Bidders for German carmaker Opel are being pressed to make last-minute changes to their offers ahead of a meeting on Wednesday that could narrow the field of potential investors in the General Motors unit.
German Chancellor Angela Merkel's government has been considering offers for Opel from Italy's Fiat
China's Beijing Automotive Industry Holding Co (BAIC) emerged as a late contender on Tuesday, but it was unclear whether its bid, which came in after an offer deadline set by Berlin, was being seriously considered.
The central thrust of the meeting in the Chancellery is to get as much security for the bridge financing as we can from all parties, the American side and the investors, government spokesman Ulrich Wilhelm said. I don't expect a decision on one preferred bidder.
Juergen Ruettgers, state premier of North Rhine-Westphalia, where Opel has a large production site, said he saw no final decision on the carmaker's fate at the meeting, which starts at 9 p.m. (3 p.m. EDT).
Ruettgers said he expected Opel bidders to make changes to their existing plans for the German carmaker by the afternoon.
Pressure to agree on a partner has grown ahead of a June 1 restructuring deadline for GM set by Washington, which could lead to a Chapter 11 bankruptcy filing by the firm.
Opel's supervisory board decided at an extraordinary meeting to transfer all European factories, sales organizations and some GM assets to the German unit, labor leader Klaus Franz said.
Through the transfer of sites, patents and rights to technology, the new Adam Opel GmbH will be able to enter a partnership with a possible investor debt-free, he said.
Opel's struggling U.S. parent, which has been kept in operation since the start of the year with $19.4 billion in emergency federal loans, prepared to face the fallout from a failed debt exchange on Wednesday.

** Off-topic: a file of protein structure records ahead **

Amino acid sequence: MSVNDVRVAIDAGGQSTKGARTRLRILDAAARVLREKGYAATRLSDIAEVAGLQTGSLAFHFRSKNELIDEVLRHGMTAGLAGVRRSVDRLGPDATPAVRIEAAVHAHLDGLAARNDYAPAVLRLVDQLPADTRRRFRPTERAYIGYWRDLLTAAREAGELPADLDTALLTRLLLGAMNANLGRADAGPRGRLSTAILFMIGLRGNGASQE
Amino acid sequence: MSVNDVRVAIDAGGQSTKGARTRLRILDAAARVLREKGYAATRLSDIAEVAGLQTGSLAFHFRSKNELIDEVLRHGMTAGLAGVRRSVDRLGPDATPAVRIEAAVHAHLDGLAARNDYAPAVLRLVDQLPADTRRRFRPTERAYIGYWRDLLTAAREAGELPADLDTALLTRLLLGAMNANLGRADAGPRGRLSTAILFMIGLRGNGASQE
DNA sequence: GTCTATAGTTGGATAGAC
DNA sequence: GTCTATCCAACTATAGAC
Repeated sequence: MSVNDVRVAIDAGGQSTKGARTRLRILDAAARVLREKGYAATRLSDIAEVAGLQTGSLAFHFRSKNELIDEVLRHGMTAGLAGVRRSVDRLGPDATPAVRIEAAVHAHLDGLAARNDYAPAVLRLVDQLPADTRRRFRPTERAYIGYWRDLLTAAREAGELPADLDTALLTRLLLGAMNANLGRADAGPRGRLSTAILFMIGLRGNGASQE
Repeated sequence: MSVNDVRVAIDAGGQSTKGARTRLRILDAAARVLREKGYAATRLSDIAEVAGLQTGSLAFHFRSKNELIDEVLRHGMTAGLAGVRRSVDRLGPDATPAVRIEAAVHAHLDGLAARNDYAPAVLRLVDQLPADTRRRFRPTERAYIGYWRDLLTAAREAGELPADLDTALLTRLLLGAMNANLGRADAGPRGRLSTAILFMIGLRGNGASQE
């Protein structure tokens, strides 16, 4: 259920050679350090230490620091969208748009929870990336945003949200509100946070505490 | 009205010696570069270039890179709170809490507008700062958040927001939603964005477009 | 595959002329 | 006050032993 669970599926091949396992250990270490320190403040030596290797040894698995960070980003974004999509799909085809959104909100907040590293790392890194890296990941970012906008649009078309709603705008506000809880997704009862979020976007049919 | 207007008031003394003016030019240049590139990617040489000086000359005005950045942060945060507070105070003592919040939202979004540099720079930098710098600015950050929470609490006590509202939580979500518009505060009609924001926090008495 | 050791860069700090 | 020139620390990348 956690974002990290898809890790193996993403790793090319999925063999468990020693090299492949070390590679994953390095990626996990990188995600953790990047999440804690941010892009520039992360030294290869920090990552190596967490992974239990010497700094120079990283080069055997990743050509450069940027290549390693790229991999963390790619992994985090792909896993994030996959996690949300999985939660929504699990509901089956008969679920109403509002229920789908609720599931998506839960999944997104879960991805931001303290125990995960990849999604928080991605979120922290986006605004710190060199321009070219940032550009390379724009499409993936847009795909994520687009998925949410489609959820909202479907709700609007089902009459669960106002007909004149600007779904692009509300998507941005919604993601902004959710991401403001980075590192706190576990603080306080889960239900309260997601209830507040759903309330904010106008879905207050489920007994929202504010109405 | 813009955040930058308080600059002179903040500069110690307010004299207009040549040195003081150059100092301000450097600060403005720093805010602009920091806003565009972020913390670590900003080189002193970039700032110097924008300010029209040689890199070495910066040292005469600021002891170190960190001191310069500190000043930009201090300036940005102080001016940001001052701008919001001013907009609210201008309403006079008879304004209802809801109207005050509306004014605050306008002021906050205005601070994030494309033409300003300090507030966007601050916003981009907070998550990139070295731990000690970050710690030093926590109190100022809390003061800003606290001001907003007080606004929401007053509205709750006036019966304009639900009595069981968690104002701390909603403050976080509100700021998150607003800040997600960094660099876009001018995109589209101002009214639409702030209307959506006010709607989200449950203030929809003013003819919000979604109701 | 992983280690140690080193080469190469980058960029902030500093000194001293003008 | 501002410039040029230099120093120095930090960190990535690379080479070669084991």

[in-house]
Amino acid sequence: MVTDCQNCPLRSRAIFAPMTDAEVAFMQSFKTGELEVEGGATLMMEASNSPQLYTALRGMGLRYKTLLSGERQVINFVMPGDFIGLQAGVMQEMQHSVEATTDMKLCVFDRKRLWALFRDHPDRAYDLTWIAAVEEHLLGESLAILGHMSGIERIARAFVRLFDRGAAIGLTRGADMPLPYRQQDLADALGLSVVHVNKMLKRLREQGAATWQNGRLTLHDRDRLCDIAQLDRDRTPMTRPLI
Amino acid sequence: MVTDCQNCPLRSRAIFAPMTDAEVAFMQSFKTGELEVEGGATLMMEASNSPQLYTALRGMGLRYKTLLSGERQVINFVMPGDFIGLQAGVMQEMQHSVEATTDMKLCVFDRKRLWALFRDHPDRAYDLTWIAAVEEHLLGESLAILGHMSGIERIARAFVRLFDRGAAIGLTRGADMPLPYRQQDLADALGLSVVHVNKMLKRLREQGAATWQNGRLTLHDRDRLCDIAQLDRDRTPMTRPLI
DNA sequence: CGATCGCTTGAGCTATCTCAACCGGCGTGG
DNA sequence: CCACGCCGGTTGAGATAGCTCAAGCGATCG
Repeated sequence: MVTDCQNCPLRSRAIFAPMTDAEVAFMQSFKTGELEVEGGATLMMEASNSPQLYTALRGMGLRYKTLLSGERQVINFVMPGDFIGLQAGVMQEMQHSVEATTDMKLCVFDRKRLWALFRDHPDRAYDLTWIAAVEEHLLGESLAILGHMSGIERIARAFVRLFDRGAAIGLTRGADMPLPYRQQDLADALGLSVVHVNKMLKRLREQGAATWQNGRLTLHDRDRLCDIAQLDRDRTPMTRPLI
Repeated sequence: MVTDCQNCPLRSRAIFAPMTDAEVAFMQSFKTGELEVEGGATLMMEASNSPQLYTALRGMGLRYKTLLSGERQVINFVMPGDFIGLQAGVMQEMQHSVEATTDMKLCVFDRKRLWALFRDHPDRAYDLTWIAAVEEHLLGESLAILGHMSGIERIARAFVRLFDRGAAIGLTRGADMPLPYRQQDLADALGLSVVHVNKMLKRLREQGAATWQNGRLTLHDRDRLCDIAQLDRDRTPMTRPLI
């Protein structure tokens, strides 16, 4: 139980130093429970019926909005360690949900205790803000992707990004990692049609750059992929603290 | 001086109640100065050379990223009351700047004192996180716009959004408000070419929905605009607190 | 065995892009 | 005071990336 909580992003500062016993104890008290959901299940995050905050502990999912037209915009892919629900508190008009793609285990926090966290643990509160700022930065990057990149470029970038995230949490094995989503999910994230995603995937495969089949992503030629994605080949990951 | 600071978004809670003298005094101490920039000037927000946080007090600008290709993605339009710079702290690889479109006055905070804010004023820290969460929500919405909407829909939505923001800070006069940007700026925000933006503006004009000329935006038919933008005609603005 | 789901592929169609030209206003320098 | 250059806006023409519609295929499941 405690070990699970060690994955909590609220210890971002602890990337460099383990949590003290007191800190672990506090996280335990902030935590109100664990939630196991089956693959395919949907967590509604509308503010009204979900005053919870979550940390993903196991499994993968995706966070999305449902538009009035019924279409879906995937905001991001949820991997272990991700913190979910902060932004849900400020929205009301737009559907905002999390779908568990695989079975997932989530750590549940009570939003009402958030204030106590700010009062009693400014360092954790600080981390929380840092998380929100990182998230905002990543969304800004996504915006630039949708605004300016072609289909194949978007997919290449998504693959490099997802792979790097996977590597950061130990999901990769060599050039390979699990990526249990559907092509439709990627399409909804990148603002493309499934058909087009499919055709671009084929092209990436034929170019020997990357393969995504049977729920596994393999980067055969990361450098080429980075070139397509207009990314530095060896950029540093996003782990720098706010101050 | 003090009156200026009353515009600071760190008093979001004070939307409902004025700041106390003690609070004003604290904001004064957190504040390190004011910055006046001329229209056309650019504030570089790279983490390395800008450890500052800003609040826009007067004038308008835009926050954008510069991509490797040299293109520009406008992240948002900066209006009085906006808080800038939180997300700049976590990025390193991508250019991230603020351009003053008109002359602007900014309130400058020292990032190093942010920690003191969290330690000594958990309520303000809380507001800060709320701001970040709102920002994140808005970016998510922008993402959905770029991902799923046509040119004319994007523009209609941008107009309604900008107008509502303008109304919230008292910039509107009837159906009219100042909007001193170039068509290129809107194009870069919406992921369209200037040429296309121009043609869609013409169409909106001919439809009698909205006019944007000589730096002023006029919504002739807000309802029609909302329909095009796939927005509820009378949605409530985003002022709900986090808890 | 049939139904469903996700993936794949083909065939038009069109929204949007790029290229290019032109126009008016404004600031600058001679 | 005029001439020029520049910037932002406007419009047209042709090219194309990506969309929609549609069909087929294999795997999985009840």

GM bondholders had until midnight to trade $27 billion in debt for a 10-percent ownership stake in the reorganized company that U.S. officials have said could emerge from a quick trip through bankruptcy court.
GM planned to detail the results of the debt exchange offer on Wednesday, a spokeswoman said.
German Finance Minister Peer Steinbrueck said bridge financing for Opel of 1.5 billion euros ($2.10 billion) would depend on investors' proposals and whether a deal could be reached on hiving off Opel from its U.S. parent.
Opel has 25,000 workers at four plants in Germany, and the future of the carmaker has become a politically charged subject in the run-up to federal elections in September.
GM will make the final decision on who buys Opel, but Berlin's view is crucial since it is being asked to stump up billions of euros' worth of loan guarantees as part of any deal.
German ministers met in the late morning for preliminary talks on the different offers.
The Financial Times in London reported that Britain's Business Secretary Peter Mandelson was also involved in negotiations, holding talks with the head of GM and GM Europe in an effort to ensure any deal protected two GM-owned plants in Britain.
Belgium's prime minister and the premier of the Flanders region have written to Germany and the European Commission insisting that Opel's future be settled at a European level.
German Economy Minister Karl-Theodor zu Guttenberg said on Tuesday there was no favorite bidder and insolvency remained an option. Last week, ministers said the Magna bid, backed by Russian investors, looked the best of the three, but since then the bidders have improved their offers.
Outside Germany, GM Europe has plants that employ a combined 15,000 staff in Spain, Poland, Belgium and Britain, where cars are sold under the Vauxhall brand.
Sweden's Saab, also part of GM's assets, is being sold separately. It is in the process of selecting a final candidate from a field of three potential partners lining up to buy it.
(Reporting by Dave Graham in Berlin, Angelika Gruber in Frankfurt, Philip Blenkinsop in Brussels; Writing by Kerstin Gehmlich)